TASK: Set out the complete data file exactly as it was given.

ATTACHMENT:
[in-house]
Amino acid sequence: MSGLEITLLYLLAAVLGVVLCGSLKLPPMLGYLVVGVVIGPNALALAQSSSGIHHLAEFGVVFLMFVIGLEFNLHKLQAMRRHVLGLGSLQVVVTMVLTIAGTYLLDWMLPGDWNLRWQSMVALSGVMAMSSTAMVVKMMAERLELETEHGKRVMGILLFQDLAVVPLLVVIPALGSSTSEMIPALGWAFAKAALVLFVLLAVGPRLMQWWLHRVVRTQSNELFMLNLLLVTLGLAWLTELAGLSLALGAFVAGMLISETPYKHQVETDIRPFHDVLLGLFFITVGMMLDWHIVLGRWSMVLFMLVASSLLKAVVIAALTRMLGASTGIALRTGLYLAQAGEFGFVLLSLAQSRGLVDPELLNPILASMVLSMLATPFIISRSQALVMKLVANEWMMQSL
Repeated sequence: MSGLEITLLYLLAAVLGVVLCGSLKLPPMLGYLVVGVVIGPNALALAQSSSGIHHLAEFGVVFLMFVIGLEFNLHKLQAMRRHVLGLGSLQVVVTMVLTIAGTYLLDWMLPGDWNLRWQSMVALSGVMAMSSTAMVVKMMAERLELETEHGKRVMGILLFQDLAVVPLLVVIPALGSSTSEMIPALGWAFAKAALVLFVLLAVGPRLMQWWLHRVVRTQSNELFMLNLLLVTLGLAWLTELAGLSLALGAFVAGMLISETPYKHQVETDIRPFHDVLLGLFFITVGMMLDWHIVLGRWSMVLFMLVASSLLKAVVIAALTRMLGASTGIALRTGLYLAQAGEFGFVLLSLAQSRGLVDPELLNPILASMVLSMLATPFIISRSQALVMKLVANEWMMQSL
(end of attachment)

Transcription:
[in-house]
Amino acid sequence: MSGLEITLLYLLAAVLGVVLCGSLKLPPMLGYLVVGVVIGPNALALAQSSSGIHHLAEFGVVFLMFVIGLEFNLHKLQAMRRHVLGLGSLQVVVTMVLTIAGTYLLDWMLPGDWNLRWQSMVALSGVMAMSSTAMVVKMMAERLELETEHGKRVMGILLFQDLAVVPLLVVIPALGSSTSEMIPALGWAFAKAALVLFVLLAVGPRLMQWWLHRVVRTQSNELFMLNLLLVTLGLAWLTELAGLSLALGAFVAGMLISETPYKHQVETDIRPFHDVLLGLFFITVGMMLDWHIVLGRWSMVLFMLVASSLLKAVVIAALTRMLGASTGIALRTGLYLAQAGEFGFVLLSLAQSRGLVDPELLNPILASMVLSMLATPFIISRSQALVMKLVANEWMMQSL
Repeated sequence: MSGLEITLLYLLAAVLGVVLCGSLKLPPMLGYLVVGVVIGPNALALAQSSSGIHHLAEFGVVFLMFVIGLEFNLHKLQAMRRHVLGLGSLQVVVTMVLTIAGTYLLDWMLPGDWNLRWQSMVALSGVMAMSSTAMVVKMMAERLELETEHGKRVMGILLFQDLAVVPLLVVIPALGSSTSEMIPALGWAFAKAALVLFVLLAVGPRLMQWWLHRVVRTQSNELFMLNLLLVTLGLAWLTELAGLSLALGAFVAGMLISETPYKHQVETDIRPFHDVLLGLFFITVGMMLDWHIVLGRWSMVLFMLVASSLLKAVVIAALTRMLGASTGIALRTGLYLAQAGEFGFVLLSLAQSRGLVDPELLNPILASMVLSMLATPFIISRSQALVMKLVANEWMMQSL